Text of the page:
Ponder this for a moment, please. Havel's words are spoken in condemnation of the Communist regime overthrown in the Revolution of 1989. They are spoken in the context of affirming the new Czechoslovakia's determination to be part of Europe and the West, with representative democracy and a market economy. Never mind; Rochberg-Halton, clearly a victim of cold war plausibility collapse, seizes upon Havel's words and twists them into a condemnation of the Western democracies that Havel intends to praise. Here is where desperation turns into the deception of post-cold war Newspeak.
Or consider the editorial line now advanced by Sojourners, a magazine that advertises itself as the voice of radical evangelicalism. It has been watching the 1989 Revolution with great interest and enthusiasm, and searching for what it means for Christians in the West. What it means, according to Sojourners, is that the champions of democracy in the West who have been so critical of Communism in the East have been proved wrong. The evidence of that, if you will believe it, is that the Communist nations are having their revolution while our revolution still hasn't happened! Readers who shake their head in disbelief at such logical contortions fail to understand that, for this species of Christian radicalism, the struggle for justice is against the undifferentiated reality of “principalities and powers” (Ephesians 6), and the nature of the principality or power in question really does not matter. The revolutionary mandate does not allow for nice discriminations, such as that between totalitarianism and liberal democracy. In other words. Communism is better because it is so obviously bad that it leads to revolution against Communism. Liberal democracy, on the other hand, insidiously preserves the hated status quo.
Post-cold war Newspeak is evident in another way of talking that has become widespread in the last year or so. Communist hardliners are routinely referred to as “conservatives, “ while their anti-Communist critics are the “liberals.” Thus the geriatric champions of Maoism in China, Gorbachev's opponents in the politburo, and, increasingly, Fidel Castro are “conservative.” Behind this peculiar usage is an assumed alignment of moral judgment. Liberal and left are good, conservative and right are bad. Add to that the felt need to be on the side of history's winners. The conclusion is obvious: If it is turning out that those who used to be called the conservatives are winning, then it must be that they are really liberals. And vice versa.
Such Newspeak is turning our political language into an awful muddle. In this century the difference between left and right has been fairly well understood. The left emphasized economic and social rights, the right emphasized civil and political rights. The left favored state planning in a command economy, the right favored competition in a market economy. Among religious leaders, the left believed that some curtailment of religious freedom could be tolerated for the sake of other social goods, the right insisted that there is no higher good than religious freedom. There were distinctions and arguments at the edges, but that was the fairly well understood shape of the dispute. To be sure, until the 1960s, those farther to the left complained that most American liberals were really on the right, and they were right about that. But, with the “radicalization” of the last twenty years, that changed and liberalism lurched dramatically leftward. In our recent political experience, the distinction between “left” and “liberal” has become somewhat strained, but it is worth remembering that liberalism has not always meant what it is generally thought to mean today.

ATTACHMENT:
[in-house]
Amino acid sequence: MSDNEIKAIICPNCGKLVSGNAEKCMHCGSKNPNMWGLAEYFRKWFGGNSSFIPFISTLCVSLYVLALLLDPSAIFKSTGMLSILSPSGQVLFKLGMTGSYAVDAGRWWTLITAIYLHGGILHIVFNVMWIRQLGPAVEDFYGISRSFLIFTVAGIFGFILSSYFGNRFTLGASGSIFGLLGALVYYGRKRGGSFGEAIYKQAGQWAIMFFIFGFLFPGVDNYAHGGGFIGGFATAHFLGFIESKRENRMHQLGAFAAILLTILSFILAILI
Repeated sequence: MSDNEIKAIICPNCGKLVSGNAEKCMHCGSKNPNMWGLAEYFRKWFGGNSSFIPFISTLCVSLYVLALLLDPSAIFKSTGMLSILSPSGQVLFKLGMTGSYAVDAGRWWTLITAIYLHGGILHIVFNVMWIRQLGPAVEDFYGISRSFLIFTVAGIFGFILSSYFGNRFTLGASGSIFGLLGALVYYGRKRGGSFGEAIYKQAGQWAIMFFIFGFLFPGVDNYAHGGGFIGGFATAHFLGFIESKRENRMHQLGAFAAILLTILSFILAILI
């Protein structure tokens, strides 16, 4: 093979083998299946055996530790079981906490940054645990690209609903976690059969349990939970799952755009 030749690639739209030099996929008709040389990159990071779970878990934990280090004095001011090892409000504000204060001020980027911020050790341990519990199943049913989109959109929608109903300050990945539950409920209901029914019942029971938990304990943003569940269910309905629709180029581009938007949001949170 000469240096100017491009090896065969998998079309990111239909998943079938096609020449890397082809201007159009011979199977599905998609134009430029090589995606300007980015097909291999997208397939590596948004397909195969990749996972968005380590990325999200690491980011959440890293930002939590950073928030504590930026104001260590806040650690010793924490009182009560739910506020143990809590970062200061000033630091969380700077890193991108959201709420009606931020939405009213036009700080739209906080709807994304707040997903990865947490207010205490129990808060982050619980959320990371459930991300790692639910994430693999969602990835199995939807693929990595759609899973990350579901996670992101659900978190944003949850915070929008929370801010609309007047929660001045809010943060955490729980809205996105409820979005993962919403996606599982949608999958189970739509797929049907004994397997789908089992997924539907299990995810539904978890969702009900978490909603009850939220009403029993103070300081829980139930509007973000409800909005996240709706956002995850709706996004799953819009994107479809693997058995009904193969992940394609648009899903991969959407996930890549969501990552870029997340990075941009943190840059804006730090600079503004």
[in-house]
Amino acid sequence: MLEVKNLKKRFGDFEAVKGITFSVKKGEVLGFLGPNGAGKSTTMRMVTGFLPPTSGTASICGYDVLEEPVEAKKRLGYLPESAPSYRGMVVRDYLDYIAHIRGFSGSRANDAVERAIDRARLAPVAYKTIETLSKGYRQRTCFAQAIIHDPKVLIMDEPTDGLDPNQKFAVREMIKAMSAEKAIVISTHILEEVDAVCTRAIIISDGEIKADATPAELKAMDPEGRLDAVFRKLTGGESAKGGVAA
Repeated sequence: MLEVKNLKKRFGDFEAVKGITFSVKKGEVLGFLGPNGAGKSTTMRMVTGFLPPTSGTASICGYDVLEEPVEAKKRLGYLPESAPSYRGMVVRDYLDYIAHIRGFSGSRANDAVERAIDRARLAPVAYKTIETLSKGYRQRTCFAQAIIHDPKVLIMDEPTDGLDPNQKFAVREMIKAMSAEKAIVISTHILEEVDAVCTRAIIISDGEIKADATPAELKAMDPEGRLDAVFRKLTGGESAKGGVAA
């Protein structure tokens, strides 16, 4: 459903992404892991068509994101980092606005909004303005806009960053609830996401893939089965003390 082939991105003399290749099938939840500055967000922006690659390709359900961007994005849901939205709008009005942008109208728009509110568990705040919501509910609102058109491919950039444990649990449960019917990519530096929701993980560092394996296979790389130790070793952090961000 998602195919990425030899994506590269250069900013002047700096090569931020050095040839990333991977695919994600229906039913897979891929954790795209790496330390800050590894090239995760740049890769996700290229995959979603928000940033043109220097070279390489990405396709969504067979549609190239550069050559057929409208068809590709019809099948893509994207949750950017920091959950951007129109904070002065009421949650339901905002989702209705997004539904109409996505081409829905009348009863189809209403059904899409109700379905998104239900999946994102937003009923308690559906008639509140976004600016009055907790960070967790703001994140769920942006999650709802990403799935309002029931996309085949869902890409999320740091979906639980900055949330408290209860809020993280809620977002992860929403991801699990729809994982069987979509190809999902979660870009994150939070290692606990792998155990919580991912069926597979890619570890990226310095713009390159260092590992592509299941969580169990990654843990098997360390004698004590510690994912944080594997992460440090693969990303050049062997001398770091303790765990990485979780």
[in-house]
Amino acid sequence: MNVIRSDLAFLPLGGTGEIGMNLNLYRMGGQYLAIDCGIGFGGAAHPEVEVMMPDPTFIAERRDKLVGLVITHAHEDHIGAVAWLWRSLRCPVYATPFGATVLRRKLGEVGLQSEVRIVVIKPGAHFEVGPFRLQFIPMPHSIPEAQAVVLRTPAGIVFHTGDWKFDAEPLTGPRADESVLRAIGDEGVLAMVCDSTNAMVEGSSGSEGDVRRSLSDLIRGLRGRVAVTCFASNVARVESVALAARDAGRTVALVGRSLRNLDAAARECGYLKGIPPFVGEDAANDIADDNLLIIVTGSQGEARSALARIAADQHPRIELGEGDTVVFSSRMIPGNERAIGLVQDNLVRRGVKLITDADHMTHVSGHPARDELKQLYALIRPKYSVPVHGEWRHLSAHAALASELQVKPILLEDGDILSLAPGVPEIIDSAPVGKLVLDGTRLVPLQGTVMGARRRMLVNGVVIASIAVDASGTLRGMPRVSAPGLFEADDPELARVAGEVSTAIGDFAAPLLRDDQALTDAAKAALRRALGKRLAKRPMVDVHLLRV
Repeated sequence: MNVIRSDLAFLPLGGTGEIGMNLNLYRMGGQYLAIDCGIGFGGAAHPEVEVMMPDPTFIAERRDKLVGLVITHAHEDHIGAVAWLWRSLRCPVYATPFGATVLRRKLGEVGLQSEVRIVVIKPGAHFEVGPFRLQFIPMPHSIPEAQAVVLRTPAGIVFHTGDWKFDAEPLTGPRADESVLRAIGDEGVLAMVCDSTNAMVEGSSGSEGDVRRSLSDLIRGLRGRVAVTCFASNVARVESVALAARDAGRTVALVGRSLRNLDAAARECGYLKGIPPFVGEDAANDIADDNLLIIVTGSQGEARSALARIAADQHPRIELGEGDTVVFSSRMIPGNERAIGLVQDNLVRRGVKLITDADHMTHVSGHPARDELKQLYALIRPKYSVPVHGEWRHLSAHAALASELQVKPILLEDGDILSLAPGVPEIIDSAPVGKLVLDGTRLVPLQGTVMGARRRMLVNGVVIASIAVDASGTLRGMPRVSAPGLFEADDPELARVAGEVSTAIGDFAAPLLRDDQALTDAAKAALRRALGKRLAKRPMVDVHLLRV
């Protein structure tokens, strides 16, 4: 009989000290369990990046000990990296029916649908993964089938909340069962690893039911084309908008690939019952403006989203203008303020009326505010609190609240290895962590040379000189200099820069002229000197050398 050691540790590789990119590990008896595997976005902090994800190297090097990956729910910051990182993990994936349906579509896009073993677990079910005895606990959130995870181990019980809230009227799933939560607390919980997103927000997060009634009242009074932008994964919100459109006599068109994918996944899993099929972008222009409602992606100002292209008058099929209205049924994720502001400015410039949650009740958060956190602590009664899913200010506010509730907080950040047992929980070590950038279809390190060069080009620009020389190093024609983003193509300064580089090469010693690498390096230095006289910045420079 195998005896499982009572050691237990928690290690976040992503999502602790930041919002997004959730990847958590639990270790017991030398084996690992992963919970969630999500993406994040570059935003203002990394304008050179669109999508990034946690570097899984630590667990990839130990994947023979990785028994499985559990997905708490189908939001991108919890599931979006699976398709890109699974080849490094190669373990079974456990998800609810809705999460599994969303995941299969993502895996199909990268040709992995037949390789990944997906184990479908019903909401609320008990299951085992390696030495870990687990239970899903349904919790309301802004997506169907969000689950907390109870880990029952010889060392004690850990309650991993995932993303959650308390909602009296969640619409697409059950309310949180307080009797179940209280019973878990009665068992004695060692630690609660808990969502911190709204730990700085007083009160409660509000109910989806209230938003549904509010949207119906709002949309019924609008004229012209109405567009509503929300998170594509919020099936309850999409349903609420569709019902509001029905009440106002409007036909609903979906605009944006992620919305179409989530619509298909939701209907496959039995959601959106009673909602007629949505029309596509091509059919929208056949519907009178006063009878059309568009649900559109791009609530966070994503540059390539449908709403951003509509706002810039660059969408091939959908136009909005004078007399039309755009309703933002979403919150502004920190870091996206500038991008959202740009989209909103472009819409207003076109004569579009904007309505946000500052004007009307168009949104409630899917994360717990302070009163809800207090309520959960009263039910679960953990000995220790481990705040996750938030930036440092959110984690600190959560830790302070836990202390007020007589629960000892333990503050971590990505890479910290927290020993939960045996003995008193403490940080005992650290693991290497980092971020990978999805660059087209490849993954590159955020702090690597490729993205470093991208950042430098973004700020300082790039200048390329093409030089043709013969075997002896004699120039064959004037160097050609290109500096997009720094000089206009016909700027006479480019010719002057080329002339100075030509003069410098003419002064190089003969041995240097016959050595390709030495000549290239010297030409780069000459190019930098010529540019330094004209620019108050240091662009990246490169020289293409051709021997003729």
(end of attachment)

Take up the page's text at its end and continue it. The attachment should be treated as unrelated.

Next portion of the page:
Perhaps the more useful distinction since the 1960s, many have argued, is the distinction between anti-Communists and anti-anti-Communists. The Revolution of 1989 in Eastern Europe is one in which the anti-Communists—those who give priority to civil and political rights, favor market economics, and insist on religious and cultural freedom—are carrying the day. The most elaborate exercises in post-cold war Newspeak cannot disguise for long the fact that the anti-anti-Communist left has been discredited by the very course of history to which it made its ultimate appeal for vindication. Anti-Communist critics should not gloat excessively over the discomfiture of the left. After all, it did not take much intelligence for most people to see through the moralistic pretensions of a Marxism that visited upon millions nothing but brutal madness. Moreover, the Utopian impulse that drove the death march of Marxism has not come to an end. Leaving Marxism behind, that impulse will surely contrive new banners, slogans, and grand illusions with which to resume the march.
But, for now, we can be grateful for a momentary pause in the march of madness. This is the second great pause in this century, the first being the defeat of National Socialism. Unlike that horror, however, Marxism and ideas derived from Marxism supplied much of the intellectual leadership of the West with a belief system. Those who have been deprived of their belief system are in pain. It is not surprising that some of them desperately lash about with denials and deceptions, trying to cover their embarrassment. And some sympathy is in order for others who seem to be in a state of catatonic stupor, capable only of mouthing the slogans of a vanishing world. In such a situation, the emergence of post-cold war Newspeak was perhaps inevitable. It need not permanently corrupt our moral and political discourse if we remain calm and clear about why so many of the “best and the brightest” feel they need it to get through what has to be a very difficult period in their intellectual sojourn.